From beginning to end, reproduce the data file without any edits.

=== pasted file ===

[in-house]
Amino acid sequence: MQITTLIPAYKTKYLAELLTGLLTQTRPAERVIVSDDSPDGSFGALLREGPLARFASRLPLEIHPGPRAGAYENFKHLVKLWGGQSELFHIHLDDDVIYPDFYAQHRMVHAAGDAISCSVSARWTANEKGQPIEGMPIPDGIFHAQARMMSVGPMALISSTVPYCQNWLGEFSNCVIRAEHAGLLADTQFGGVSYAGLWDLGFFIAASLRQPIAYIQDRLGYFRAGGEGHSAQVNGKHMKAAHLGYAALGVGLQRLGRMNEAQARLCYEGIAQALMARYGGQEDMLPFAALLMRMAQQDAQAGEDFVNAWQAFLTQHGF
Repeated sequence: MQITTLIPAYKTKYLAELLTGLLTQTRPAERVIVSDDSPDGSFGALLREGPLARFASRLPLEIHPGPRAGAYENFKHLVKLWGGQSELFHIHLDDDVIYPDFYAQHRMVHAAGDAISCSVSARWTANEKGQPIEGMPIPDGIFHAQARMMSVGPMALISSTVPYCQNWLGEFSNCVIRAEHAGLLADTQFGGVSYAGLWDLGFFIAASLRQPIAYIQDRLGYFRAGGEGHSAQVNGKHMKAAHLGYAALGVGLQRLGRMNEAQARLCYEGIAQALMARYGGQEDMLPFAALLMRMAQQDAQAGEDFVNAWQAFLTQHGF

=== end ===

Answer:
[in-house]
Amino acid sequence: MQITTLIPAYKTKYLAELLTGLLTQTRPAERVIVSDDSPDGSFGALLREGPLARFASRLPLEIHPGPRAGAYENFKHLVKLWGGQSELFHIHLDDDVIYPDFYAQHRMVHAAGDAISCSVSARWTANEKGQPIEGMPIPDGIFHAQARMMSVGPMALISSTVPYCQNWLGEFSNCVIRAEHAGLLADTQFGGVSYAGLWDLGFFIAASLRQPIAYIQDRLGYFRAGGEGHSAQVNGKHMKAAHLGYAALGVGLQRLGRMNEAQARLCYEGIAQALMARYGGQEDMLPFAALLMRMAQQDAQAGEDFVNAWQAFLTQHGF
Repeated sequence: MQITTLIPAYKTKYLAELLTGLLTQTRPAERVIVSDDSPDGSFGALLREGPLARFASRLPLEIHPGPRAGAYENFKHLVKLWGGQSELFHIHLDDDVIYPDFYAQHRMVHAAGDAISCSVSARWTANEKGQPIEGMPIPDGIFHAQARMMSVGPMALISSTVPYCQNWLGEFSNCVIRAEHAGLLADTQFGGVSYAGLWDLGFFIAASLRQPIAYIQDRLGYFRAGGEGHSAQVNGKHMKAAHLGYAALGVGLQRLGRMNEAQARLCYEGIAQALMARYGGQEDMLPFAALLMRMAQQDAQAGEDFVNAWQAFLTQHGF